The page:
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What San Francisco Residents Should Know About Our Overwintering Pest Management?
Overwintering pest is a term utilized by exterminators and scientists to describe a group of insect species that go into a hibernation-like state during the winter season. These insects prefer spending the winter indoors to being exposed to the harsh cold winter outdoors. Once the insect reaches the overwintering state, which is like a “deep sleep,” there is very little it can do to protect itself from the cold. At this point, the insect will either survive or perish, which is why the indoors is preferred.
Insect Species That Fit Meet The Overwintering Classification
There is a broad range of overwintering pest species, all of which invade buildings at every opportunity. These insects include the following:
Overwintering Box Elder Bug – The box elder “boxelder” bug is an overwintering pest that feeds on sap from the maple, box elder, and ash tree leaves. The adult measures up to ½ of an inch long, with a black body, legs, wings, and head. The insect’s most unique physical characteristic is the red outline on each wing. To avoid spending the cold winter months outside, the box elder bug infiltrates buildings through small access points around windows and doors.
The box elder bug has not been shown to sting humans or animals. The insect does not pose a health risk, since it does not carry diseases or parasites.
Overwintering Ladybug “Asian Lady Beetle” – The ladybug is a beetle that invades buildings starting in the late fall to avoid spending the winter outdoors. The insect utilizes tiny accesses around public utility lines that run from the exterior to the interior of the home. While many people describe the ladybug as a “cute insect,” it emits a foul musky odor that many people find repulsive when disturbed or injured.
Overwintering Cluster Fly – The cluster fly is an outdoor insect that finds itself indoors to avoid cold weather exposure during the winter season. Unlike the common housefly, the cluster fly begins life as an earthworm parasite. Once the parasite reaches the larvae phase, it becomes completely independent of the earthworm.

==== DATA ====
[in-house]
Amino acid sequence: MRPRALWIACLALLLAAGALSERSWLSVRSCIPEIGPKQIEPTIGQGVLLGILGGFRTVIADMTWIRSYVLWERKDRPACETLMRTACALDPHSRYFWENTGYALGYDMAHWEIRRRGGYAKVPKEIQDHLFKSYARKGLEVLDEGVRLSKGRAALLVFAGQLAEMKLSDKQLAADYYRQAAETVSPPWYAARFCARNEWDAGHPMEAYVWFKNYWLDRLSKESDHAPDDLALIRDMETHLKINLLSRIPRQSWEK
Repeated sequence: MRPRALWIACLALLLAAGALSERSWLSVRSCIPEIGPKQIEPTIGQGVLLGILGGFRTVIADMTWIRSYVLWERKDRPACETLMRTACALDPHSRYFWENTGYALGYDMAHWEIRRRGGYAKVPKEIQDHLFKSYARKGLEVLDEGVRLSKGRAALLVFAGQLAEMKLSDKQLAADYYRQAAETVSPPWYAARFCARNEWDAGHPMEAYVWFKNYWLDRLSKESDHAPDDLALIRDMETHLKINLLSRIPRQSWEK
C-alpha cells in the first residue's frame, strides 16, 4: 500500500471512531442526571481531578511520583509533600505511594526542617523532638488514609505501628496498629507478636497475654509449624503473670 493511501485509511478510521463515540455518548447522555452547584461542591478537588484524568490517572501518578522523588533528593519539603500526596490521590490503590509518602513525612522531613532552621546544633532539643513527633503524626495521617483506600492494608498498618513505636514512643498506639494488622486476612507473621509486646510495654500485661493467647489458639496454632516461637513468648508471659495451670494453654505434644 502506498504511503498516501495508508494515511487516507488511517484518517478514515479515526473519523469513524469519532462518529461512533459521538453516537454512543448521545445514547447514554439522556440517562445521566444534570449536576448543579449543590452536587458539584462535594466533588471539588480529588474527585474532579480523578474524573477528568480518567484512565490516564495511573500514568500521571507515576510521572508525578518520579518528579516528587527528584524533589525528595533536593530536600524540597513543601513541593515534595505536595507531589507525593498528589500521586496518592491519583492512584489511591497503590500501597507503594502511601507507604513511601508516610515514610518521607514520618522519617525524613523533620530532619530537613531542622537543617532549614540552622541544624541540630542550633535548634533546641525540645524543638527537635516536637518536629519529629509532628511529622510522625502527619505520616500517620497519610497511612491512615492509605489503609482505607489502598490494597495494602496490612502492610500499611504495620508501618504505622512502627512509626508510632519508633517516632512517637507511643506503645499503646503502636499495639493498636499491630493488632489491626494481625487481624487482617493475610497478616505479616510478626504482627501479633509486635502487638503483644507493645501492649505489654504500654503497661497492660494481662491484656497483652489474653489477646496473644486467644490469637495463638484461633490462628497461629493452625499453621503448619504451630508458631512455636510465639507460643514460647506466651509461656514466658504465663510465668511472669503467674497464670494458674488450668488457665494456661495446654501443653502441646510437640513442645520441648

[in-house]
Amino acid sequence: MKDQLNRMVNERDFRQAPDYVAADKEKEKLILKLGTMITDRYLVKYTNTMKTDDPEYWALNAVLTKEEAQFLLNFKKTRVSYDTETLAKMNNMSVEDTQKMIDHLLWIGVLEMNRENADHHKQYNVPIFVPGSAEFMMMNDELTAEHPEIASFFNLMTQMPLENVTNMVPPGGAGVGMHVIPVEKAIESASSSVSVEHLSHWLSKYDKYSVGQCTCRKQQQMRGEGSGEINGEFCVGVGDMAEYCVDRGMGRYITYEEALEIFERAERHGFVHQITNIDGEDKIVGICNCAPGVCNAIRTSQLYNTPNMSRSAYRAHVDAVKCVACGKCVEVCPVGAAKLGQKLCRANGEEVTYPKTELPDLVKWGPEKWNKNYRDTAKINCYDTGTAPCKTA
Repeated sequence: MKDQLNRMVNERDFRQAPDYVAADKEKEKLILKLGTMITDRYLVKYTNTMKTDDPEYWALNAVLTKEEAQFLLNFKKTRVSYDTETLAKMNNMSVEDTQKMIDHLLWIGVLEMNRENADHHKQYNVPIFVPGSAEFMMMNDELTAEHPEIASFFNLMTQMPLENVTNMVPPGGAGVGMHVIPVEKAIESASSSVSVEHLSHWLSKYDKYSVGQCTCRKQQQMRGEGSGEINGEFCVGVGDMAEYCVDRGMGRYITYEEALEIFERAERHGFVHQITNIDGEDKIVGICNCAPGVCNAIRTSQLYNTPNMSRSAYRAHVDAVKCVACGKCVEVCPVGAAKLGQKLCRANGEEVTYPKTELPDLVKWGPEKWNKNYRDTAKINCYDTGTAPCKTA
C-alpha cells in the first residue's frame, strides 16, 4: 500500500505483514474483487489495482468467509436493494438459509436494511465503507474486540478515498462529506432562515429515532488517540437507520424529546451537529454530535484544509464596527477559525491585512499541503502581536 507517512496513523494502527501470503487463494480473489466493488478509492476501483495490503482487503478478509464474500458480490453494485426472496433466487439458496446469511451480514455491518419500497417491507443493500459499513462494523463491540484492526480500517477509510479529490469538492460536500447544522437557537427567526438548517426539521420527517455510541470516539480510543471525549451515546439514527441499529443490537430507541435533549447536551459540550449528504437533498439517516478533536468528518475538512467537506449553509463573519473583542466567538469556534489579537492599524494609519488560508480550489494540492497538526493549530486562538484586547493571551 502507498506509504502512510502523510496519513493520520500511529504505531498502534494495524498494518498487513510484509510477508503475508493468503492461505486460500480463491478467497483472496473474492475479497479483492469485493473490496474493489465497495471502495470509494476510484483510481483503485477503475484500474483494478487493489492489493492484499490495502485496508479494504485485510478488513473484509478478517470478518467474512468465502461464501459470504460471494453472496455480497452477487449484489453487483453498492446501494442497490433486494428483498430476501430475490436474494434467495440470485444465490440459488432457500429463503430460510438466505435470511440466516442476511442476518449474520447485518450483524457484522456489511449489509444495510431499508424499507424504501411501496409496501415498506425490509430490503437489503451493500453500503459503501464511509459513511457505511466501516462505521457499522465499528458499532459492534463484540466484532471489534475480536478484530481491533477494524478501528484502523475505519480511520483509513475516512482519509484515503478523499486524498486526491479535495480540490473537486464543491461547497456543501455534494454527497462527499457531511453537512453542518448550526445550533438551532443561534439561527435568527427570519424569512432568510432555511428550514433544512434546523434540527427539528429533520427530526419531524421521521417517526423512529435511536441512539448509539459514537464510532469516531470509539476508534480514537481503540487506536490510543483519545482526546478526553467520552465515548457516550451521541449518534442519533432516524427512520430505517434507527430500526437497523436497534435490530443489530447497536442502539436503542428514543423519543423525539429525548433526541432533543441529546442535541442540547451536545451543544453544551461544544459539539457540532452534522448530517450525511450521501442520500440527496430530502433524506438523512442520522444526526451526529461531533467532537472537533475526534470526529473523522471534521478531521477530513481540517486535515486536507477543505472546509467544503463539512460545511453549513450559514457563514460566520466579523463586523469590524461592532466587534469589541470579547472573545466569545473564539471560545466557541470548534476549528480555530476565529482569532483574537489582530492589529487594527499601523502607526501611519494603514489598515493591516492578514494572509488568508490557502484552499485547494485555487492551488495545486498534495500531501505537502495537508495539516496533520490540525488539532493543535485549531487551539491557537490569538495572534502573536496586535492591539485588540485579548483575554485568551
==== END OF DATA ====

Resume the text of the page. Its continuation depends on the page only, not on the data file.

As an adult, the cluster fly begins in the late fall searching for vulnerable houses, commercial buildings, public facilities, and government entities. Unfortunately, the insect will not always be fortunate enough to find a vulnerable home with an access point. When this occurs, the insect is forced to seek shelter outdoors in trees, underneath firewood, or behind loose tree bark.
Overwintering Leaf-Footed Pine Seed Bug – The leaf-footed pine seed bug grows up to ¾ inches in length, with a dark brown body, wings, legs, antennas, and abdomen. The insect generally spends most of its time outdoors, excluding the winter season.
Beginning in late fall, the leaf-footed pine seed bug initiates a search for a vulnerable home. Something as small as a gap between the bottom of an entrance door and the top of a threshold is enough for the insect to infiltrate a building.
The insect species is drawn to conifer and pine trees, feeding on the sap from twigs and cones. The good news, the leaf-footed pine seed adult and larvae do not damage the trees they feed on. However, they can the trees to produce fewer seeds.
Overwintering Brown Marmorated Stink Bugs “BMSB”
The stinkbug is notorious for its foul odor. When the insect is under stress or injured, its glands produce a substance that smells atrocious. Originally from Asia, the stinkbug made its way to the United States, Philadelphia exactly, in the early 1990s.
The insect gets its name from its “marmorated” coloration. Its body is shaped like a diamond. Crops, fruit, and potted plants make up the stinkbug’s diet.
While an outdoor insect, the stinkbug makes its way indoors beginning in the late fall. Stinkbugs face more difficulties while attempting a home infiltration than other insect species because of their foul odor. In fact, many stinkbugs are caught in action by homeowners or other household members.
Common Signs Of Overwintering Pests
Overwintering pests need to be stopped at all steps. One thing to note is that these pests do not try to hide. They will shelter in your home, but they do not care about hiding from you. They’re not like bedbugs that try to hide in your mattress. Instead, stink bugs are going to climb into your home and find a place to shelter. You’ll likely see a few crawling on your walls and ceiling. If this is the case, there could be more stink bugs in your home.
You can also confirm an infestation by waiting until the temperatures rise. Stink bugs and other overwintering pests will leave your home when it gets hot outside. You’ll see them in your home as they migrate outside.
Protecting Your Home From Overwintering Pests